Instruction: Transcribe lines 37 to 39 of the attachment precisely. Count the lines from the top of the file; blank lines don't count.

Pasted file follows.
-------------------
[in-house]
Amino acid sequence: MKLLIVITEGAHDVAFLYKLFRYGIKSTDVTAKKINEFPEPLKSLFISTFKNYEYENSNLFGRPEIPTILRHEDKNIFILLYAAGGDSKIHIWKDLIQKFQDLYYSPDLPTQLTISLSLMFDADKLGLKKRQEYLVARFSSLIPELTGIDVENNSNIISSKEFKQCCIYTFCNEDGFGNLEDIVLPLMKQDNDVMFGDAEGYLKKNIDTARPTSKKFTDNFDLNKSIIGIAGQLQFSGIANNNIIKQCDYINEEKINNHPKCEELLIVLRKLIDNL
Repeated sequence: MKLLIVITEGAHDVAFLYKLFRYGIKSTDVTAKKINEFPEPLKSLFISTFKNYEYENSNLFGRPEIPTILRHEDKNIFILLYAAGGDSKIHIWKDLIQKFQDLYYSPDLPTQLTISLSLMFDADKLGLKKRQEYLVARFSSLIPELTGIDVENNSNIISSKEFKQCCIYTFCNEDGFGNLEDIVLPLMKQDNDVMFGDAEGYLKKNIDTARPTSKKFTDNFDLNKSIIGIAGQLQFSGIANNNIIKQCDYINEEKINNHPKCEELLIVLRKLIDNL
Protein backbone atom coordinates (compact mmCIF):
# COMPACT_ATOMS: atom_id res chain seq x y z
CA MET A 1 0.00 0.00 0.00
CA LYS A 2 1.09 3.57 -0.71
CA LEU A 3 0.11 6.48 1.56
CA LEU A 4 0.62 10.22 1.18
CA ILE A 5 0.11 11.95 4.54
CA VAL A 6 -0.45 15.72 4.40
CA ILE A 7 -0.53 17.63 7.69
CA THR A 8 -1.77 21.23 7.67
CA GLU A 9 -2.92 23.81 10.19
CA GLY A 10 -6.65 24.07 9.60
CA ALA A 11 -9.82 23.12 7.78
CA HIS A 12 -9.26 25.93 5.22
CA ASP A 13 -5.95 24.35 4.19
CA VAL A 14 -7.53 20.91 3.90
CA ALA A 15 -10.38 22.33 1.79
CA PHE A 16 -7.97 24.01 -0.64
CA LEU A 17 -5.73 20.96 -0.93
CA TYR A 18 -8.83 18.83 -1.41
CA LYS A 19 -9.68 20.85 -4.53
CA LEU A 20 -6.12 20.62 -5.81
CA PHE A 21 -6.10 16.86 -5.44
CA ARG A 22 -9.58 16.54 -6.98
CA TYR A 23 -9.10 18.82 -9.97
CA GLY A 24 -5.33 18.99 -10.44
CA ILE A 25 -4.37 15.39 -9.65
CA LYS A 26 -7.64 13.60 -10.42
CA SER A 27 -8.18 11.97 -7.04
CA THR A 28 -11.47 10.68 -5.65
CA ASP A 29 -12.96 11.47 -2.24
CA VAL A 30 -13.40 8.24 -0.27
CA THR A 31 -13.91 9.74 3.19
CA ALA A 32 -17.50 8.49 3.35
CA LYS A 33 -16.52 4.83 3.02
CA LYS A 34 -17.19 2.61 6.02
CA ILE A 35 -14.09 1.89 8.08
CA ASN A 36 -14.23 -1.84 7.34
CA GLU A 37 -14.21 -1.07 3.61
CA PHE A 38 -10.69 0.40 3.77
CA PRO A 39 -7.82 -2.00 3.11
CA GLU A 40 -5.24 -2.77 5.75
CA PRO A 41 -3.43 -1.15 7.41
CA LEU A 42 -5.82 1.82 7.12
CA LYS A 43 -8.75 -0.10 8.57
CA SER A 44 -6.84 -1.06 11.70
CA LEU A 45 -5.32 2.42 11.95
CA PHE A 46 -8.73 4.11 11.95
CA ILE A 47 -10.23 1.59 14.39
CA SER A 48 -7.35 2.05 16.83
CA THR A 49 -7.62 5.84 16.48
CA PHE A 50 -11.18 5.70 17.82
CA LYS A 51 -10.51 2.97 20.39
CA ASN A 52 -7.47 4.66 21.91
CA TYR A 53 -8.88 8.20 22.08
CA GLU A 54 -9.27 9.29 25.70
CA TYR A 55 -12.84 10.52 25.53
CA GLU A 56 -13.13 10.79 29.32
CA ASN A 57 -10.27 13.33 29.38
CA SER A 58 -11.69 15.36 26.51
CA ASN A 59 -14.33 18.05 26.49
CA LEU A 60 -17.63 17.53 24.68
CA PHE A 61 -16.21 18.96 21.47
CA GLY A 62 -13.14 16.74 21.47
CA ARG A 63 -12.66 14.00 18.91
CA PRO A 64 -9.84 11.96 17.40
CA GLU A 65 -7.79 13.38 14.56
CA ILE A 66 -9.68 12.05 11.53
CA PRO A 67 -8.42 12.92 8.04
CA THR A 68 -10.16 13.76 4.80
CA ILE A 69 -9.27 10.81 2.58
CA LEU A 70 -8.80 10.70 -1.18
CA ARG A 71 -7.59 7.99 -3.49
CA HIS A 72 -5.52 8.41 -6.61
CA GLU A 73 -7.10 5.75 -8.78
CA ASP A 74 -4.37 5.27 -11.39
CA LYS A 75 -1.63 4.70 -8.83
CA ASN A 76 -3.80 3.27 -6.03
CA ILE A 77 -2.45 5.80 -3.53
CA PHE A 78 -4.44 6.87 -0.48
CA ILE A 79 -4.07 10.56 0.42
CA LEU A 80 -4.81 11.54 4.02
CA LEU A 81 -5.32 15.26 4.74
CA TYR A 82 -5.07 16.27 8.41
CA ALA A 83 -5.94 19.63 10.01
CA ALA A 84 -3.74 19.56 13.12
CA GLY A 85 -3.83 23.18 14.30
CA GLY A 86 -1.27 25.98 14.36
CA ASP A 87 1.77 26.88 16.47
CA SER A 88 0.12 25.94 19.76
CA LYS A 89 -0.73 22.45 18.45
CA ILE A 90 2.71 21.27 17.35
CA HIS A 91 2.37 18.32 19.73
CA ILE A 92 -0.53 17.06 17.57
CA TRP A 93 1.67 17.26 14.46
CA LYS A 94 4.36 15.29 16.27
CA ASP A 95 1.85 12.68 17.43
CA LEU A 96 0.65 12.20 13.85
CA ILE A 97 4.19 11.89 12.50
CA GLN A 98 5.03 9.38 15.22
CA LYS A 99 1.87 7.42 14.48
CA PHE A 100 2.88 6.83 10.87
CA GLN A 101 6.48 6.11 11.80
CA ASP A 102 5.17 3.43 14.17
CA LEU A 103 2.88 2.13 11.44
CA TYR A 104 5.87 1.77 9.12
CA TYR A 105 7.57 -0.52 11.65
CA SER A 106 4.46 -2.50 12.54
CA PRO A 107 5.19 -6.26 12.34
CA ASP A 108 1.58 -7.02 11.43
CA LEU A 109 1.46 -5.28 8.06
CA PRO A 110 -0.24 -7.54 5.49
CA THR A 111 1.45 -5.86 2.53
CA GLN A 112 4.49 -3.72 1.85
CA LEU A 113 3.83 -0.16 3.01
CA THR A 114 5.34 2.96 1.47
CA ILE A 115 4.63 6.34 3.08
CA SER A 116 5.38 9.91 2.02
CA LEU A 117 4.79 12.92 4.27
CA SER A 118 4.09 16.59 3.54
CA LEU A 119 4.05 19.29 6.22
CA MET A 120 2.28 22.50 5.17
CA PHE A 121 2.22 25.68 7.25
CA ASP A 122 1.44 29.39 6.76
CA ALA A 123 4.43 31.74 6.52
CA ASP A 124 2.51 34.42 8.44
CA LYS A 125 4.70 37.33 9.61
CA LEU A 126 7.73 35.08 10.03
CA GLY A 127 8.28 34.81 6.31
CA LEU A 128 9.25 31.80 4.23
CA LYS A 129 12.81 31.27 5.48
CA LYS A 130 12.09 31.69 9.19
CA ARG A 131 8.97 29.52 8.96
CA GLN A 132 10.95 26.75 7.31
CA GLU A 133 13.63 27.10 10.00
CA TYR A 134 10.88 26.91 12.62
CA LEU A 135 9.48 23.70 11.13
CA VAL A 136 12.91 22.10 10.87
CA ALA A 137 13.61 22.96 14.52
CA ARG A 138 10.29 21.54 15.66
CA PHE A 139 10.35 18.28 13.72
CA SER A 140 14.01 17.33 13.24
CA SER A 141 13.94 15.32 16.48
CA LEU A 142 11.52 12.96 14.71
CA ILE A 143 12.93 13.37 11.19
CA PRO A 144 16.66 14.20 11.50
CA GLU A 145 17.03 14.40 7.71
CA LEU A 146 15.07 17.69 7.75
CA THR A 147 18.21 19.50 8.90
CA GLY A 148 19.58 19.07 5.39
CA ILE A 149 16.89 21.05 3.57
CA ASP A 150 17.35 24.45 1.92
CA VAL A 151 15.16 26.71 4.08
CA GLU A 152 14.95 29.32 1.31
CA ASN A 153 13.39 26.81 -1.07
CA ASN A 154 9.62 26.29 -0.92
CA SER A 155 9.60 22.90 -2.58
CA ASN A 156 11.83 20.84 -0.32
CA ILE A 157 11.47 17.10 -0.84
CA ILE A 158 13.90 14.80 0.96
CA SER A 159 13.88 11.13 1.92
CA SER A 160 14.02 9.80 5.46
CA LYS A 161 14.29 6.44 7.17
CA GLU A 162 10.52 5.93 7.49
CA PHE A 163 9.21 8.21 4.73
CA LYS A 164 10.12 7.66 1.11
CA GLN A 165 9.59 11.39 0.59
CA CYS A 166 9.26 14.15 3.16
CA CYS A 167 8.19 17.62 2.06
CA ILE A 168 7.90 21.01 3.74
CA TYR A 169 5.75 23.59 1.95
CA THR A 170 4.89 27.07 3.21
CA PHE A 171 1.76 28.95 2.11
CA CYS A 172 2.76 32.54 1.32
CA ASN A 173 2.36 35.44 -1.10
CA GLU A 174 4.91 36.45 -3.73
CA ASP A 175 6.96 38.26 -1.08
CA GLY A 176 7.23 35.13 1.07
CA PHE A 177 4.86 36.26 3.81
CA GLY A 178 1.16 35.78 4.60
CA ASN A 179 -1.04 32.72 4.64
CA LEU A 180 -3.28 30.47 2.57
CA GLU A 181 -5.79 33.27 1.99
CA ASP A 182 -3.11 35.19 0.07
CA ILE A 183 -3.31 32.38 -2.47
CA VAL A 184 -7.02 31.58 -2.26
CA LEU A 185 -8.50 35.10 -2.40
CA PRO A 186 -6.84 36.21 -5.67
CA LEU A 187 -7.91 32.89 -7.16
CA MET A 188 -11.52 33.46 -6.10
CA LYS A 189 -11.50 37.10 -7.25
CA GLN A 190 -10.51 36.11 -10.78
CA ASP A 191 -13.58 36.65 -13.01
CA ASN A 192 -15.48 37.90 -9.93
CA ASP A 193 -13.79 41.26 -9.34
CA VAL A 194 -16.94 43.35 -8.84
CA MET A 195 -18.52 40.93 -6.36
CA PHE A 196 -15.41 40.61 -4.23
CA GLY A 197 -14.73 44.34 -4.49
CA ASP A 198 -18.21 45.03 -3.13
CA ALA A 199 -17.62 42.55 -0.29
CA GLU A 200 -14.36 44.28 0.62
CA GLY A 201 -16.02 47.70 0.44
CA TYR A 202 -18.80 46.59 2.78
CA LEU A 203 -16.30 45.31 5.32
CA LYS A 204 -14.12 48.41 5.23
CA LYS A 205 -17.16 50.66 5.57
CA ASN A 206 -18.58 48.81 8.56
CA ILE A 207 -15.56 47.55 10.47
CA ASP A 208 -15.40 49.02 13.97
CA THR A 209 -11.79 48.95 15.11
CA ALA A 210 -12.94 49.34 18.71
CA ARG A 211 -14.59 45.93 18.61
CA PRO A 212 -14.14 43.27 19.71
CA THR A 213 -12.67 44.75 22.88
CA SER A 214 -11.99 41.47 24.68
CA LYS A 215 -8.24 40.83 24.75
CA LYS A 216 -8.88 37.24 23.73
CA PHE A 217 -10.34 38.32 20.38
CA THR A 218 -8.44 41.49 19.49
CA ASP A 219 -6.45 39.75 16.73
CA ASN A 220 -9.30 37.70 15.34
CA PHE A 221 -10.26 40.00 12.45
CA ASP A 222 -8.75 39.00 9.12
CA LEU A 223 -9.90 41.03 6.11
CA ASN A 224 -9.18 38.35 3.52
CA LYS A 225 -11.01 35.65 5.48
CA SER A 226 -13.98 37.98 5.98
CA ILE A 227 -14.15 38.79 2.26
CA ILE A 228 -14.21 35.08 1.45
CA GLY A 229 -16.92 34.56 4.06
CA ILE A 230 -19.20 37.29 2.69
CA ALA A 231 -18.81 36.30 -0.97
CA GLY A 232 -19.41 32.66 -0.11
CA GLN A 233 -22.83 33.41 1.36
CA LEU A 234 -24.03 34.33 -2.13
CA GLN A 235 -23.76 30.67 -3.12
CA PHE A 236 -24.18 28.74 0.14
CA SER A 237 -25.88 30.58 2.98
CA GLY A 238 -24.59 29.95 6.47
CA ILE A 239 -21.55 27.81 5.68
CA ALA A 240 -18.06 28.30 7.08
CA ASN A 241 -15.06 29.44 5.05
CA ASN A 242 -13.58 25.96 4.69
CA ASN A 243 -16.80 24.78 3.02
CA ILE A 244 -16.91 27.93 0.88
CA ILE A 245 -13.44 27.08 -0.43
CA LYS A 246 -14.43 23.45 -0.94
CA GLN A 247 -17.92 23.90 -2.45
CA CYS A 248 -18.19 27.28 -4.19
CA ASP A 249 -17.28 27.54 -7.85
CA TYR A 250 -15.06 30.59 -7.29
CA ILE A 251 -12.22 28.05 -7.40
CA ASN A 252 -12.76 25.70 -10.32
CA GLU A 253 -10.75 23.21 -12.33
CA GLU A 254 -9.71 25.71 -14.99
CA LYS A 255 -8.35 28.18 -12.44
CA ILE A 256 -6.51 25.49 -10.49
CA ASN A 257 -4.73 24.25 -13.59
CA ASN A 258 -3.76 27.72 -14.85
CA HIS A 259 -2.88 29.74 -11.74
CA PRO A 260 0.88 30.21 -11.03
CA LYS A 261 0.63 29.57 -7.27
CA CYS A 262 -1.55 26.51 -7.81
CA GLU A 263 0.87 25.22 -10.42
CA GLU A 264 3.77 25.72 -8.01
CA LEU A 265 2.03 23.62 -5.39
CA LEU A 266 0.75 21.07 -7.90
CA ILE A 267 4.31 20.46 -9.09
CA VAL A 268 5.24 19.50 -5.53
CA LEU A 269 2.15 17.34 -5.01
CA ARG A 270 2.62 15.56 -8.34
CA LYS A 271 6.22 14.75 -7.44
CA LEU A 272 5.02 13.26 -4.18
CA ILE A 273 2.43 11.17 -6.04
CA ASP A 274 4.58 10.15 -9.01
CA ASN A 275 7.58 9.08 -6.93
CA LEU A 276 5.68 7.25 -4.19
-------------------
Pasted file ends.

CA ALA A 32 -17.50 8.49 3.35
CA LYS A 33 -16.52 4.83 3.02
CA LYS A 34 -17.19 2.61 6.02